Exploring the Benefits and Drawbacks of On-Site Fueling - The Edge from the National Association of Landscape Professionals

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Exploring the Benefits and Drawbacks of On-Site Fueling

Imagine eliminating the daily detour to the gas station for your landscape fleet. This is just one of the benefits on-site fueling can offer.

Check out what these companies have to say about the pros and cons of having on-site fueling for their business.

The Benefits of On-Site Fueling  

The direct cost savings from having on-site fueling will vary on your vendor as some allow landscape companies to lock in a set mark-up number on top of the wholesale pricing that fluctuates or receive a discounted rate for buying in bulk.

Edward Coady, CEO of Mainely Grass, based in Bedford, New Hampshire, says their exact cost savings are hard to calculate as they vary from year to year, but they are able to negotiate volume discounts with their fuel vendors.

Will Dutton, director of workforce safety and training for Russell Landscape Group, based in Sugar Hill, Georgia, says they’ve saved .15 to .25 cents per gallon over the past six years.

“We’re seeing savings anywhere from like five cents up to 40 cents depending on where we’re going,” says Ben Curtis, COO of Outerland, based in Mashpee, Massachusetts.

Chris Lee, president of EarthWorks, based in Lillian, Texas, says one misconception he had early on was how much he’d save on fuel, but he does take advantage of the tax refund for off-road gas. At each of their branches, EarthWorks has a tank for regular unleaded gas, a pre-mix for equipment that has oil mixed in the gas, a diesel tank, and an off-road gas tank.

“If you contain it separately and you track it separately and you don’t use it on the highway, then you get basically a tax refund on the portion of the gas that goes for highway repairs and maintenance,” Lee says. “For us, it’s great. It’s $30 or $40 grand a year in tax credits, so track your off-road gas separately.”

Curtis says there are a lot of intangible savings with having their fuel pumps on-site because they have reduced liability by no longer having accidents at gas stations. He estimates their fuel savings could be $20,000+ and then $100,000 in saved labor efficiency in a year.

The true benefit of on-site fueling are the time savings. Dutton estimates they have had a 5-6% reduction in indirect time. Curtis says what was a 25-minute process at the gas station has now become a 10-minute task on their property. They placed dumpsters near their gas pumps so crews can throw away trash while refueling.

Nate Moses, CEO of Precision Landscape Management, based in Greenville, South Carolina, says they save five manhours a week with their on-site fueling. Lee says across their 85 trucks, they probably save 500-600 manhours a week.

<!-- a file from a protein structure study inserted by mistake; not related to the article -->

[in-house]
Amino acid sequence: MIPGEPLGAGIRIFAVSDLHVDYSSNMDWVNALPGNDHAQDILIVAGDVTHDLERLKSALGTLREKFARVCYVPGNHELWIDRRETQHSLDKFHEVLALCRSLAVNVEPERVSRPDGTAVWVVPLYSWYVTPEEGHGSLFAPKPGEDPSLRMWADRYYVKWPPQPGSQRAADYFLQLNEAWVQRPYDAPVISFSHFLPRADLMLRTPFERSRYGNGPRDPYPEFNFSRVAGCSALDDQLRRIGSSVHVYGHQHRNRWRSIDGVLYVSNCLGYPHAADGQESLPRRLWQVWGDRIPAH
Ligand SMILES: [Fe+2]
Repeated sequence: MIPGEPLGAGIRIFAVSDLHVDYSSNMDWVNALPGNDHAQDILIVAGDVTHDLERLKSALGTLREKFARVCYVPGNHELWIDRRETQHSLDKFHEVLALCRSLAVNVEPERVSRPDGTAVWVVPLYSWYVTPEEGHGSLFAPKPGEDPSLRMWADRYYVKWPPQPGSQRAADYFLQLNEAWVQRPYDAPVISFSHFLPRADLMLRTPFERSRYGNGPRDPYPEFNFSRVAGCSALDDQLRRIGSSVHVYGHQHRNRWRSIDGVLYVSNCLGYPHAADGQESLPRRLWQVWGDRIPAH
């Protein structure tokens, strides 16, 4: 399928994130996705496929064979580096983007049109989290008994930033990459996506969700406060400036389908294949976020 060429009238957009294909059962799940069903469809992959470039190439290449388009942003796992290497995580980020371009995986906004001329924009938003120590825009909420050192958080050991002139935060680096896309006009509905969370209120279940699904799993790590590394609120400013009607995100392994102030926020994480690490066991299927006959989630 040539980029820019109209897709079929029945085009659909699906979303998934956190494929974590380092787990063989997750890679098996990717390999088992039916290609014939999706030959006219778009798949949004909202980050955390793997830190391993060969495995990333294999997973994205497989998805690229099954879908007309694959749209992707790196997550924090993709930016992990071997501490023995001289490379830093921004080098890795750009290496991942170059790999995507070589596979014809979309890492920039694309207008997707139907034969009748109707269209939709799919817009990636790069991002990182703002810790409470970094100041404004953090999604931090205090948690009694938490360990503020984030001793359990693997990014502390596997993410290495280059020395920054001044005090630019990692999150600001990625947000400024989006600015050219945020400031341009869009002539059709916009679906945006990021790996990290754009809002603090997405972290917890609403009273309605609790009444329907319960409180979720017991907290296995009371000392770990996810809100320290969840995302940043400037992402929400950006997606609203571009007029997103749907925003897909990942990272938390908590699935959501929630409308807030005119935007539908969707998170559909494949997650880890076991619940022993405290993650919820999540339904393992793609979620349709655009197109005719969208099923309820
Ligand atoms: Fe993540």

Coady estimates they save five to six minutes per day per technician and this doesn’t account for the time slippages from buying snacks at the gas station.  

“The time saved by not going to a station is too great to ignore, and savings from higher volume buying – give it a try!” Coady says.

The Drawbacks of On-Site Fueling

Some of the drawbacks of having gas pumps on-site include the liability of a potential accident and the risk of theft by employees or outsiders. Lee says they’ve had people over the years try to fuel up their car with the on-site fuel tanks. This is an immediate fireable offense. Lee says it’s the same thing as taking a string trimmer off the truck and taking it home.

Another issue could be the layout of your property. On a smaller site, you can lose space trying to accommodate the pumps.

“Whether it would actually work from an efficiency standpoint or whether it would drag you backward really depends on your property setup,” Curtis says.

Also, if you lease your property, you may not be able to install the fuel tanks. However, depending on the landlord, they may have no problem with this.

Be mindful this operational change can result in employee pushback. Dutton says it was their biggest obstacle to overcome and you need to make it part of your culture. Moses says they had to get employees to understand they couldn’t fuel up at the beginning of the day, but rather should always top off the tank once they get back at the end of the day.

Lee says they added employee break rooms to their shops so their employees could microwave their food there instead of at a gas station.

“One of the ways we explained it to everybody else is there may be two or three guys that want to stop at the gas station and spend 10 or 15 minutes, but there may also be two or three guys in the truck that don’t,” Lee says. “They’ve already had breakfast, and they want to get home to their family at the end of the day. If we spend 15 minutes at the gas station in the morning, 15 minutes at lunch and 15 minutes in the afternoon. All of a sudden, they’re getting home to their kids 45 minutes later. Is that fair?”

Jill Odom

Jill Odom is the senior content manager for NALP.